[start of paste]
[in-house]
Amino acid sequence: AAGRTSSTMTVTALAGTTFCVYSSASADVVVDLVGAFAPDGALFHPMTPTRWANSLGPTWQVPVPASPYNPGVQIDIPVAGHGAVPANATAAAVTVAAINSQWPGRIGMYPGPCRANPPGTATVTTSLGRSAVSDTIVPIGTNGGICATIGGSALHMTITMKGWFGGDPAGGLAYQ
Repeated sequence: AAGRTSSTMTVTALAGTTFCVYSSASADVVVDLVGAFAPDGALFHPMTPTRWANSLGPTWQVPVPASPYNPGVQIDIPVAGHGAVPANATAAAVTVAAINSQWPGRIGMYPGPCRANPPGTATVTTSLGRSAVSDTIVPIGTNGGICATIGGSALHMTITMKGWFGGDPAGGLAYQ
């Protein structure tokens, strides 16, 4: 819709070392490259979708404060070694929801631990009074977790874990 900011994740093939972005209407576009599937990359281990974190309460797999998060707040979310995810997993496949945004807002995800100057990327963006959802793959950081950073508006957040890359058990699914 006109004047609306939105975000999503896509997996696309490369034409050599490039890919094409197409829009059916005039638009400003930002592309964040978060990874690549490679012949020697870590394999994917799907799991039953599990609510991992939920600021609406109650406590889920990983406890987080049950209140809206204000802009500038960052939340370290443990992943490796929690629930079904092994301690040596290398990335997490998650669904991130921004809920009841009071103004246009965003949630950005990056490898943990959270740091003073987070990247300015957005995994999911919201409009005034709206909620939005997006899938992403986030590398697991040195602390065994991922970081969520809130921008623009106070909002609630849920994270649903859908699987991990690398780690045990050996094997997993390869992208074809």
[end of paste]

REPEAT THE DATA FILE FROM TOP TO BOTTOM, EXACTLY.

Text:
[in-house]
Amino acid sequence: AAGRTSSTMTVTALAGTTFCVYSSASADVVVDLVGAFAPDGALFHPMTPTRWANSLGPTWQVPVPASPYNPGVQIDIPVAGHGAVPANATAAAVTVAAINSQWPGRIGMYPGPCRANPPGTATVTTSLGRSAVSDTIVPIGTNGGICATIGGSALHMTITMKGWFGGDPAGGLAYQ
Repeated sequence: AAGRTSSTMTVTALAGTTFCVYSSASADVVVDLVGAFAPDGALFHPMTPTRWANSLGPTWQVPVPASPYNPGVQIDIPVAGHGAVPANATAAAVTVAAINSQWPGRIGMYPGPCRANPPGTATVTTSLGRSAVSDTIVPIGTNGGICATIGGSALHMTITMKGWFGGDPAGGLAYQ
């Protein structure tokens, strides 16, 4: 819709070392490259979708404060070694929801631990009074977790874990 900011994740093939972005209407576009599937990359281990974190309460797999998060707040979310995810997993496949945004807002995800100057990327963006959802793959950081950073508006957040890359058990699914 006109004047609306939105975000999503896509997996696309490369034409050599490039890919094409197409829009059916005039638009400003930002592309964040978060990874690549490679012949020697870590394999994917799907799991039953599990609510991992939920600021609406109650406590889920990983406890987080049950209140809206204000802009500038960052939340370290443990992943490796929690629930079904092994301690040596290398990335997490998650669904991130921004809920009841009071103004246009965003949630950005990056490898943990959270740091003073987070990247300015957005995994999911919201409009005034709206909620939005997006899938992403986030590398697991040195602390065994991922970081969520809130921008623009106070909002609630849920994270649903859908699987991990690398780690045990050996094997997993390869992208074809």